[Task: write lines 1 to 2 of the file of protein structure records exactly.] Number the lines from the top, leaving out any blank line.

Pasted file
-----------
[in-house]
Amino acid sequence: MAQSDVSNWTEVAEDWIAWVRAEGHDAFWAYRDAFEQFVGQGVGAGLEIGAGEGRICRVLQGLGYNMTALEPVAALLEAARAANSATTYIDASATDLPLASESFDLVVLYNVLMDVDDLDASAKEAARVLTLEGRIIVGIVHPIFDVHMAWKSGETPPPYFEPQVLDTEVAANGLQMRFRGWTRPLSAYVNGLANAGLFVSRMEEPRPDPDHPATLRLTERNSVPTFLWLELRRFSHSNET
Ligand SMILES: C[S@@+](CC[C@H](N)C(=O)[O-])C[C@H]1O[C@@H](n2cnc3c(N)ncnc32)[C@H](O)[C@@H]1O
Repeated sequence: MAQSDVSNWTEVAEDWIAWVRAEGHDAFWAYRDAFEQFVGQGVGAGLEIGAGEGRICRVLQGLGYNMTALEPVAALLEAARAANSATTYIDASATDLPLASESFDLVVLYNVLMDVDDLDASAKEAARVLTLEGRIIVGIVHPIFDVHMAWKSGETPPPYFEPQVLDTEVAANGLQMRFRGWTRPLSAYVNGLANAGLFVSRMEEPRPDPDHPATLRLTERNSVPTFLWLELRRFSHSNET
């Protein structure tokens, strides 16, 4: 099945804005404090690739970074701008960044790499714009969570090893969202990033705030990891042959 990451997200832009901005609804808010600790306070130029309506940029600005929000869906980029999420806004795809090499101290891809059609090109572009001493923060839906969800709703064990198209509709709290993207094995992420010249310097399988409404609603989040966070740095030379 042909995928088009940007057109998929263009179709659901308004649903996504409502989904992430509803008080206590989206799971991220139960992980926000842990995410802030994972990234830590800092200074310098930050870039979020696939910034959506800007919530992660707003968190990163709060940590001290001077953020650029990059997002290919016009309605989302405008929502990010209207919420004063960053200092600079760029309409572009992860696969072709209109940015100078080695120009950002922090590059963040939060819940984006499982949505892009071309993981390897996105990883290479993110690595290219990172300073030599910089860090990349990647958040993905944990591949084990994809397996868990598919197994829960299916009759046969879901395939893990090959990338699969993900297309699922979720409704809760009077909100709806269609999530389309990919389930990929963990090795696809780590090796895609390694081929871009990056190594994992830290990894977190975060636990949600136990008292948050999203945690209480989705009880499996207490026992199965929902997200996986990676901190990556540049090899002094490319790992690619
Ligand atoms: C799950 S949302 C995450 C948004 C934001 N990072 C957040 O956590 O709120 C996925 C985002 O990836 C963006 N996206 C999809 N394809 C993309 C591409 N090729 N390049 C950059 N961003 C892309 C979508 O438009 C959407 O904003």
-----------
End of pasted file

[in-house]
Amino acid sequence: MAQSDVSNWTEVAEDWIAWVRAEGHDAFWAYRDAFEQFVGQGVGAGLEIGAGEGRICRVLQGLGYNMTALEPVAALLEAARAANSATTYIDASATDLPLASESFDLVVLYNVLMDVDDLDASAKEAARVLTLEGRIIVGIVHPIFDVHMAWKSGETPPPYFEPQVLDTEVAANGLQMRFRGWTRPLSAYVNGLANAGLFVSRMEEPRPDPDHPATLRLTERNSVPTFLWLELRRFSHSNET